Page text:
As you know, Howard and I had weight loss surgery at the end of 2015 (Howard 8/17/15, me 12/30/15) with hopes that our lives would change forever. On one hand, our lives have definitely changed for the better, but on the other hand, we are still dealing with the daily struggle with food. According to my surgeon, I should be eating small meals/snacks every two hours when I’m awake. On some days, I do a good job of this. I take snacks to work with me and I eat on the odd hours, drink on the even hours, but on other days I just don’t feel like eating at all. On some days, my snacks/meals are full of protein and healthy for me and on other days, I eat onion rings (my latest overwhelming craving) or fried chicken strips. I still eat sweets from time to time (last night it was ice cream) and I still eat bread and pasta on some days. We have a hard time at the grocery store because our buying habits just haven’t met up with our eating habits.

Howard hasn’t quite figured out how to cook for our small stomachs yet and going out is impossible. We end up coming home with full meals because we can’t agree on something to share and then we just eat on it for days. My appetite is still huge even though my stomach is not so I occasionally overeat, although after throwing up often, I have stopped the overeating for the most part. I just simply still struggle with food on a daily basis.

I knew going into weight loss surgery that the gastric sleeve was just a tool and that I would have to work hard at losing weight. I am working hard at my exercise routine, but my food routine is just not there yet. I mean, on Saturday I burned 375 calories in one workout and then on Sunday, I ate ice cream…what is wrong with me? I somehow thought that my relationship with food would change and I wouldn’t want those unhealthy things anymore. It’s not true. My body can tolerate everything it used to except hamburger meat (no more cheeseburgers!) so I don’t feel limited in what I eat, only the amount that I eat. This is a big bummer to me!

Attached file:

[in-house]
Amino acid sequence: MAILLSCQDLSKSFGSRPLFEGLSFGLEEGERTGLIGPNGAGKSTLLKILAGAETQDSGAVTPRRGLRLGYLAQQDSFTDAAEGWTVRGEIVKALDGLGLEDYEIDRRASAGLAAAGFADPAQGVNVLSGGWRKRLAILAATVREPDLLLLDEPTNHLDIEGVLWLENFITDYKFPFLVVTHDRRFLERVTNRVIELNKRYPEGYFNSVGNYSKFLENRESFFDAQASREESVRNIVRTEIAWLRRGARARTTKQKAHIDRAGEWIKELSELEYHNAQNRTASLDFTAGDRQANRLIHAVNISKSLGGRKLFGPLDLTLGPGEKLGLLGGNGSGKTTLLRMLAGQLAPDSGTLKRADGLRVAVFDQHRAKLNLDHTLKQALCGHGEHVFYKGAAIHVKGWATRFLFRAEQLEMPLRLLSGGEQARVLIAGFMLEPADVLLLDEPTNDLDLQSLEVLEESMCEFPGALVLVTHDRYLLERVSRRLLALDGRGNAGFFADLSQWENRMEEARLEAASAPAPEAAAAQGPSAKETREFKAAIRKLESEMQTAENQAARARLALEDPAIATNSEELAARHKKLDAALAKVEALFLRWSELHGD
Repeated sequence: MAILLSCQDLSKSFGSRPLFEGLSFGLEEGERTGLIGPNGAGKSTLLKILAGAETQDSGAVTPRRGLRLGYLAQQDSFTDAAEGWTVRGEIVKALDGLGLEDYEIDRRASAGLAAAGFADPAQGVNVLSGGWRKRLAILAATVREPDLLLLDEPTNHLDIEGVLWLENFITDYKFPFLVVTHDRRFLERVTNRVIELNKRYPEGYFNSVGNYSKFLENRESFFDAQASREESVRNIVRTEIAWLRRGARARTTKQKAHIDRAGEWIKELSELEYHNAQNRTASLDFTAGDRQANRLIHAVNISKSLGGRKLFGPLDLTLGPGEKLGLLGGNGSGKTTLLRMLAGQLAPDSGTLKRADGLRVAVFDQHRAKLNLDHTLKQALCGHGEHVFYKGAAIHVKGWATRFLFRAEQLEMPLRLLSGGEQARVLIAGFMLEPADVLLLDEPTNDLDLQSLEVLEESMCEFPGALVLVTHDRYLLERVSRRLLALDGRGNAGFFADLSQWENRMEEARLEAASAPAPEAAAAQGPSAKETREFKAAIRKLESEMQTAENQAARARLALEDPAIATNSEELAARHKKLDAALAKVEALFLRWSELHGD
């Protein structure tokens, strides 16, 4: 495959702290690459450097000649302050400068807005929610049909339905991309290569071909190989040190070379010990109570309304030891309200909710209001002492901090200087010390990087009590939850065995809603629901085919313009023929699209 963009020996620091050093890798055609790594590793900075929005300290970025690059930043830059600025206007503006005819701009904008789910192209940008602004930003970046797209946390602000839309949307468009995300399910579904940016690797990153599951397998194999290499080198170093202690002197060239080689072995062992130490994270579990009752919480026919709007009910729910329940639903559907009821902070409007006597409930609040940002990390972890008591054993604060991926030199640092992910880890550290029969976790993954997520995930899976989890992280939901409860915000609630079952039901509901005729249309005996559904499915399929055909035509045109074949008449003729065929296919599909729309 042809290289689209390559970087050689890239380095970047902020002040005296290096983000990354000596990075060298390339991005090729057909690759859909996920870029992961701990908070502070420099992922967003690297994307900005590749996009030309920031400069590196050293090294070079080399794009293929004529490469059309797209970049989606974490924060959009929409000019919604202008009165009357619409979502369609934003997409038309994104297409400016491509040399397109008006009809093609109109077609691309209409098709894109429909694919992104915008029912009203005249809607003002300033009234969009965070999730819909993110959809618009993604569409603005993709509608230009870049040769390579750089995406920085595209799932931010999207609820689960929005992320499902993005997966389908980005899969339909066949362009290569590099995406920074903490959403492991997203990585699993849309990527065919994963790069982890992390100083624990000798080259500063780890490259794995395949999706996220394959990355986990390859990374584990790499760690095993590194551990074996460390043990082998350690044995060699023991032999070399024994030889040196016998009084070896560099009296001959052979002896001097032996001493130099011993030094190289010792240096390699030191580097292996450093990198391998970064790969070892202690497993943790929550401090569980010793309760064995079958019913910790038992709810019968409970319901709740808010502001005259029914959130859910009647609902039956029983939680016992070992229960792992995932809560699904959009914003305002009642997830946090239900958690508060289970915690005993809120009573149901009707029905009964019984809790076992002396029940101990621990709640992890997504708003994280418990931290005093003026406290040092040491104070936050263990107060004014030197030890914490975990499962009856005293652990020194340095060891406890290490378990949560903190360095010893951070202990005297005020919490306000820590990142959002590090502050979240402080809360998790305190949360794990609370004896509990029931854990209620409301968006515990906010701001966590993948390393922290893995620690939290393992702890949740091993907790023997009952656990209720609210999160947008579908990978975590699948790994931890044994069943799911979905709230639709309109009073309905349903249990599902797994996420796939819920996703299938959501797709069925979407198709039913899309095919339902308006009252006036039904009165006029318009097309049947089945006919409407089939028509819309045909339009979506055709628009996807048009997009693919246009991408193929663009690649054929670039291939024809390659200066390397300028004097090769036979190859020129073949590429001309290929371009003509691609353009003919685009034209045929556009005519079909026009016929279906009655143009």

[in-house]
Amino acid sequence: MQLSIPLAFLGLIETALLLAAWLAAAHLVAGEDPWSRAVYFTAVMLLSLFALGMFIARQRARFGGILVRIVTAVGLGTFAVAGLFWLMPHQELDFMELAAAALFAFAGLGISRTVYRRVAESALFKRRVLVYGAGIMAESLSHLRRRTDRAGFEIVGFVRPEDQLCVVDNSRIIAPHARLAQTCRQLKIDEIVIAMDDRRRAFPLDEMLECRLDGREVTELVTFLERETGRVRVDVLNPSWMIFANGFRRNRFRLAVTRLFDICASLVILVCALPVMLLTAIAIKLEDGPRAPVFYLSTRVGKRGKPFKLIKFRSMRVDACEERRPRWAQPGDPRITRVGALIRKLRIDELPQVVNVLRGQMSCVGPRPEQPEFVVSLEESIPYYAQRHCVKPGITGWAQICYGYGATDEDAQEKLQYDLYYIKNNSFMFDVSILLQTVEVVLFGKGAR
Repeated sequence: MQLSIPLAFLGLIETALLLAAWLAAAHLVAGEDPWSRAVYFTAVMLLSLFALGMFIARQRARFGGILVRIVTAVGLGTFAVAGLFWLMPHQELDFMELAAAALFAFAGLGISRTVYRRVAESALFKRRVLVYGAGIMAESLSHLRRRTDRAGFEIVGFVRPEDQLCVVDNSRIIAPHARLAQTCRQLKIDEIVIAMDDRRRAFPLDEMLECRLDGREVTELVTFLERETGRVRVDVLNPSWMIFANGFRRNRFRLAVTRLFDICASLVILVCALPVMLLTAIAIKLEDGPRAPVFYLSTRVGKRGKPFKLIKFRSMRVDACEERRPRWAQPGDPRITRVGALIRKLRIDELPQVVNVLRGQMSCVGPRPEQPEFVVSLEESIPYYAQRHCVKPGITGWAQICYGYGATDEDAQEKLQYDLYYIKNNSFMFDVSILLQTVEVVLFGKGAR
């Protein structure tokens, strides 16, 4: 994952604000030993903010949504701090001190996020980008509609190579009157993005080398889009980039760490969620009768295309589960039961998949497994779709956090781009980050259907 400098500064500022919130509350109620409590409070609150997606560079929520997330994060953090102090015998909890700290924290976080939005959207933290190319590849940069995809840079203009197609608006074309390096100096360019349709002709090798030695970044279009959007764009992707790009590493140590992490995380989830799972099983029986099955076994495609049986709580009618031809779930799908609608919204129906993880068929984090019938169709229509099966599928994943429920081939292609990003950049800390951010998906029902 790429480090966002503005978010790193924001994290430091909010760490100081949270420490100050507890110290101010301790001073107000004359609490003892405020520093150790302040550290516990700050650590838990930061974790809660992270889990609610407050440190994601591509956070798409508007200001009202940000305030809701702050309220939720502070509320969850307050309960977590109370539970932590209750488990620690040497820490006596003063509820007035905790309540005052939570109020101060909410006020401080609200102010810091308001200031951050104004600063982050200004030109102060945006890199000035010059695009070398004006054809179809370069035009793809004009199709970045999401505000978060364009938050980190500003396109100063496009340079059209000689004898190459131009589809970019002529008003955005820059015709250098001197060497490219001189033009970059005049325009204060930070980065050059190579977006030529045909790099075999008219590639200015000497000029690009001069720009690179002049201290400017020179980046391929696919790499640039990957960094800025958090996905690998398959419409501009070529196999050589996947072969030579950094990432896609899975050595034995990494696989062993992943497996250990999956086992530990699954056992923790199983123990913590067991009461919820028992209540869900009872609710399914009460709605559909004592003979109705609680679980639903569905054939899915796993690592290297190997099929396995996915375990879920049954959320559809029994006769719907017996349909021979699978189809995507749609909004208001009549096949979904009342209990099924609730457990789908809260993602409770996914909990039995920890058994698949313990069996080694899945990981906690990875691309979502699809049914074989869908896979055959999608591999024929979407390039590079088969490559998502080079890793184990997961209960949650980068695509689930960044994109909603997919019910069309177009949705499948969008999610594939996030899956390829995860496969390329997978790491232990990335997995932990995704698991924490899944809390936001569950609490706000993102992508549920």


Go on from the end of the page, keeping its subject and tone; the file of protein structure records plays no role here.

I’ve made a friend at my fit circuit class on Saturdays who attends Overeaters Anonymous and I’ve considered joining the group to see if this will help me.  I already know that I’m powerless around food. I either overeat or undereat or eat the wrong things, whatever you want to call it. I wonder if I’m purposely sabotaging myself for some reason. I could be in another depression and just not be aware…or I could just have a poor relationship with food and need to repair that in my head. Whatever it is, I need to get it under control and I need to end this daily struggle with food…once and for all!

I would love to hear advice or support on this. Leave me a comment with your struggle with food and how you’ve overcome it (or not) and let me know I’m not alone. I would love to know what works for your in your relationship with food!

Comments

  1. This this this!!! You just described me as you described your journey, minus a few specific details, of course, but this relationship with food, how it was formed, how it maintained through college, and how my husband and I joke that I have no clue how to cook for a family of 4. I cook for a family of 12 even though there are only 4 of us (yes we have left overs, but it sure doesn’t discourage second helpings). I also emotionally eat and I eat when I’m bored. I do really well with being healthy, then my arthritis or something will kick in and disable me from doing just about anything for anywhere from a day to 2 weeks, and I start emotionally eating (the whole, why do I even bother attitude). This is a struggle and I love you for sharing this journey with us. It makes me feel good knowing I’m not alone, and it also keeps me focused knowing that there are other people going through this difficult journey too. Love you so much for sharing this personal part of your life with me.
    Mary, Living a Sunshine Life recently posted..Easy Garden Vegetable LasagnaMy Profile

    • janet says:

      Yes, emotional and boredom eating! I didn’t even think about that! I’m so glad that we’ve connected through this. Thank you for your encouragement and for coming back to read more. {{{hugs}}}

  2. JenB says:

    Janet, you’re rockin’ this! Just looking at the pictures (if you can separate out that they are you – pretend they are me), can you see the difference between your original picture and the 6-month one? It’s staggeringly obvious! You are working your rear off to do this and do it right. None of us is going to be perfect all the time; it’s just not how we were created.

    In considering OA, research carefully what each type of meeting is and find one which suits you and is hopefully not too far away. I wound up at a meeting for a few months and it was causing my mental status more stress than relief. There are some great OA resources you can get from amazon that may provide some encouragement in addition to a meeting you can find.